For talent, once you’ve perfected your podcast, getting noticed is your next challenge. Personalities Brian and Mike ( started out with about 50 followers—mostly friends and family—but as they continued to podcast their show, the audience grew rapidly. About 18 months later, based solely on word of mouth and social media (Facebook, Twitter, and Google+) to drive an audience to their site, they had over a million unique downloads of their podcasts. Brian and Mike are now having serious conversations with radio stations. These kinds of numbers also attract sponsors.

Kelly Carlin, daughter of the late comedian George Carlin, is a therapist who started her own weekly online celebrity interview talk show. Carlin booked the biggest names she could find to be on her podcast, and to be honest, her pedigree helped. After nearly two years of podcasting, programmers noticed. Kelly begins her new show on Sirius XM radio, this month.

If you’re a program director and you’ve found an online show you think has promise, try potential hosts as guests. Or if you are feeling brave, let them do some vacation or fill in shifts. Internet podcasts can also be a good source of experts for niche formats like home remodeling, auto, or cooking shows. If the personalities are really entertaining, they might move on to general talk.

To prepare a podcaster, even one with a huge following for radio, you’ll have some training to do. Why? Podcasters can record, cut, edit and perfect their shows. But podcasters are working with a net—live talk radio is a different experience. If someone has never done live radio before, he or she won’t know how to deal with things like breaking news, challenging callers or boring guests. While podcasters may be great storytellers and interviewers, when you broadcast in real time, by the seat of your pants—it’s different. But most hosts would agree there’s no better feeling.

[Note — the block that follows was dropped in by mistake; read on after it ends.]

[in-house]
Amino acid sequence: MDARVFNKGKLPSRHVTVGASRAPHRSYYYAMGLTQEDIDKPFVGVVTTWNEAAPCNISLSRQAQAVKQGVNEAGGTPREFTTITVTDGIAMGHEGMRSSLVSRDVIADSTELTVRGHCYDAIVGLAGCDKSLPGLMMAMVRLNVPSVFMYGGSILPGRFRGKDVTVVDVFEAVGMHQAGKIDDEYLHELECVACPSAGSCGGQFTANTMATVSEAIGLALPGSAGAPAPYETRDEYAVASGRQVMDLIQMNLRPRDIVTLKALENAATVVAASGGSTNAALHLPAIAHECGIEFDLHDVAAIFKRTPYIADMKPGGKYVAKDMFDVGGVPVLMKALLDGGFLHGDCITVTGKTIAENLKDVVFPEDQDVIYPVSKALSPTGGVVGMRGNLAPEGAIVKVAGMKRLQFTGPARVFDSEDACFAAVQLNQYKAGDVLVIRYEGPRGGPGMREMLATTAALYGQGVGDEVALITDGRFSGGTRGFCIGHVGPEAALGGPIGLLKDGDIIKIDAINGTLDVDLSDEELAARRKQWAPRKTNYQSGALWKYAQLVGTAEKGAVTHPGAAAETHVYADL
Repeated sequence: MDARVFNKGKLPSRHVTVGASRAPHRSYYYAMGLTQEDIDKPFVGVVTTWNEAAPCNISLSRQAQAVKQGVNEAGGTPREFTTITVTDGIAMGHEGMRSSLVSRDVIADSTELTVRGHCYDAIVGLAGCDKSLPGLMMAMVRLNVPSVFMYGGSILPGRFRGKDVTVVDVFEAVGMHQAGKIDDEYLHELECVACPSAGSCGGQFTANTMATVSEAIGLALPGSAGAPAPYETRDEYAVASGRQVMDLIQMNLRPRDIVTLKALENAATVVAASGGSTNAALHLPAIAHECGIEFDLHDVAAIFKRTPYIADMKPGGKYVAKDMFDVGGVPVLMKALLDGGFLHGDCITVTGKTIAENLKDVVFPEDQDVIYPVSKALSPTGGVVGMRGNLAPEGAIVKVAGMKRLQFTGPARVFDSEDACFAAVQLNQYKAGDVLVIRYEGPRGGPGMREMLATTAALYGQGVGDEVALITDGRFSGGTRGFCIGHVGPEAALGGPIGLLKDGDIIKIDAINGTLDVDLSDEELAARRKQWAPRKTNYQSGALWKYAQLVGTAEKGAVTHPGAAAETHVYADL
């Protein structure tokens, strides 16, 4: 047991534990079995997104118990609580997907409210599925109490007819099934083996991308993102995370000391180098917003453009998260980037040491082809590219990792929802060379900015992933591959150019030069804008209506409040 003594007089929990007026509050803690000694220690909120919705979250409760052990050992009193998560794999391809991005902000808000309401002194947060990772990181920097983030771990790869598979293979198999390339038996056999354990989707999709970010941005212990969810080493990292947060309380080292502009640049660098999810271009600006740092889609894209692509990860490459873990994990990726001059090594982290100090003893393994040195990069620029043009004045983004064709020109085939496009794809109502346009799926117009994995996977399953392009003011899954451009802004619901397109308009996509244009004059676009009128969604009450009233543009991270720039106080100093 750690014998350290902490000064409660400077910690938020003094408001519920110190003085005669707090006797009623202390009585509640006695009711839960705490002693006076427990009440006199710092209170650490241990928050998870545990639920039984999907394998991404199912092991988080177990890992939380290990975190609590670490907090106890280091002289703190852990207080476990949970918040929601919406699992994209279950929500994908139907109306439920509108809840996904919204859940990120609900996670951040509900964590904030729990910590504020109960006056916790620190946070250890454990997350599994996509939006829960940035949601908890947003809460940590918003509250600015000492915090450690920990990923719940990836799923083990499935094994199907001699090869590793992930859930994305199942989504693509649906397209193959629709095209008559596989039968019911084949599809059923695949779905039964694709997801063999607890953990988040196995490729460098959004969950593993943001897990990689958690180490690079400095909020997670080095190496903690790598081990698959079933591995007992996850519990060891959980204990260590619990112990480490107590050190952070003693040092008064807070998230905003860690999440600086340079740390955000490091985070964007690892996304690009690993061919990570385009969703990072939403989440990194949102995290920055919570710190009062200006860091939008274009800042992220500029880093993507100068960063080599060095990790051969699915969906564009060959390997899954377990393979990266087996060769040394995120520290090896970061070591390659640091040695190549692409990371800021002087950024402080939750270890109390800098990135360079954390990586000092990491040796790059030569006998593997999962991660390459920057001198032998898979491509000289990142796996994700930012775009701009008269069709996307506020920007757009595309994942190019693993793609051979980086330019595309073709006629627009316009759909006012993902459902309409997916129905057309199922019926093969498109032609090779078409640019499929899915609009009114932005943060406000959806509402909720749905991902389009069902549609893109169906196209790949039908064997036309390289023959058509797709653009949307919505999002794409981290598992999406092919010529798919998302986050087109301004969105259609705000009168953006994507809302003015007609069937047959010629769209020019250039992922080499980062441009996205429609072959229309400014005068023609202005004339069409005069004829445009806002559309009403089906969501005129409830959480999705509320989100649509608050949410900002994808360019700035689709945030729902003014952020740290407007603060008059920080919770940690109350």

For additional help and guidelines on finding and working with talent you are welcome to use the “Powerful Communicator Principles” found in Beyond Powerful Radio – A Communicator’s Guide to the Internet Age.”

See Valerie’s earlier blog on radioinfo, 13 Tips to Keep and Grow Your Audience.

About the Writer

Valerie Geller, president of Geller Media International Broadcast Consultants, works to help communicators become more powerful in 30 countries, including Australia, for news, talk, information and personality. Through consulting and individual coaching for news and talk talent, Geller finds and develops personalities, leads “Creating Powerful Radio” and “Communicate Powerfully” workshops and seminars for radio and TV broadcasters, internet radio and podcasters. Geller is the recipient of the Conclave’s 2010 Rockwell Lifetime Achievement Award and is the author of four books about radio including her latest from Elsevier’s Focal Press Beyond Powerful Radio – A Communicator’s Guide to the Internet Age. To contact Valerie Geller for a one-on-one coaching or consulting, appointment, or for information on the “Powerful Radio” seminars and workshops, call +1 212 580-3385


Note: This is an edited version of an article that first appeared on and has been republished with permission.